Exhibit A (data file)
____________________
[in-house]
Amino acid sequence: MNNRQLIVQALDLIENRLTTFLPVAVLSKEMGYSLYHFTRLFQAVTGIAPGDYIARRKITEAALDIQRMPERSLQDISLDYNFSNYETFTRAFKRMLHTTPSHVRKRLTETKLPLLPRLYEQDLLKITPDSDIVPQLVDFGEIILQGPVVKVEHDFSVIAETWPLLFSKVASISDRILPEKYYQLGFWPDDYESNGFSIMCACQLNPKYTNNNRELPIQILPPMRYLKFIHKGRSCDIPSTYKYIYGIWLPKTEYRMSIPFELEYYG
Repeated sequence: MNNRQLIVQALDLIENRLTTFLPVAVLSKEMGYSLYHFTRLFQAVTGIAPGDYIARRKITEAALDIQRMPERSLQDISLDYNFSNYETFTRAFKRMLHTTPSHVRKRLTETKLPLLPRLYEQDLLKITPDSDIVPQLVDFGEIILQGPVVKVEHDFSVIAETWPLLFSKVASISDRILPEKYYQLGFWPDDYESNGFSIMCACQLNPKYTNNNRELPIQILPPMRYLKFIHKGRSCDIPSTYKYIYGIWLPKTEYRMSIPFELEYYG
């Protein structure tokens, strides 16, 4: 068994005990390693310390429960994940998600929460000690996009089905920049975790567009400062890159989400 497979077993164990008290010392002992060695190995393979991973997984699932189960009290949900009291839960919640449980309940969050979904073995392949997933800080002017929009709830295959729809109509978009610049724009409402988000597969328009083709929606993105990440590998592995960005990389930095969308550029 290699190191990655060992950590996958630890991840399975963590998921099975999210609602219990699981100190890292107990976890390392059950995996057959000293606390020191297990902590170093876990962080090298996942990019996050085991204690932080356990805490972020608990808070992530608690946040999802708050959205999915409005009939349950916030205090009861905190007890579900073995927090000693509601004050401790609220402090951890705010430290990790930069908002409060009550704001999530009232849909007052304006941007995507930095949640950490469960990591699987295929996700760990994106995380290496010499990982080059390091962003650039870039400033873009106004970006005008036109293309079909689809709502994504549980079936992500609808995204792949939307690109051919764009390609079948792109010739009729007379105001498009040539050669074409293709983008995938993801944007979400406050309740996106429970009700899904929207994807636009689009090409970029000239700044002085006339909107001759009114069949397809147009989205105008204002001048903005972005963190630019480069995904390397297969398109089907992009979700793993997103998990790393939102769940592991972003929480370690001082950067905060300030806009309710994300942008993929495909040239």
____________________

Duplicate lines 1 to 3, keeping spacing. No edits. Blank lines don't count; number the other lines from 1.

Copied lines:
[in-house]
Amino acid sequence: MNNRQLIVQALDLIENRLTTFLPVAVLSKEMGYSLYHFTRLFQAVTGIAPGDYIARRKITEAALDIQRMPERSLQDISLDYNFSNYETFTRAFKRMLHTTPSHVRKRLTETKLPLLPRLYEQDLLKITPDSDIVPQLVDFGEIILQGPVVKVEHDFSVIAETWPLLFSKVASISDRILPEKYYQLGFWPDDYESNGFSIMCACQLNPKYTNNNRELPIQILPPMRYLKFIHKGRSCDIPSTYKYIYGIWLPKTEYRMSIPFELEYYG
Repeated sequence: MNNRQLIVQALDLIENRLTTFLPVAVLSKEMGYSLYHFTRLFQAVTGIAPGDYIARRKITEAALDIQRMPERSLQDISLDYNFSNYETFTRAFKRMLHTTPSHVRKRLTETKLPLLPRLYEQDLLKITPDSDIVPQLVDFGEIILQGPVVKVEHDFSVIAETWPLLFSKVASISDRILPEKYYQLGFWPDDYESNGFSIMCACQLNPKYTNNNRELPIQILPPMRYLKFIHKGRSCDIPSTYKYIYGIWLPKTEYRMSIPFELEYYG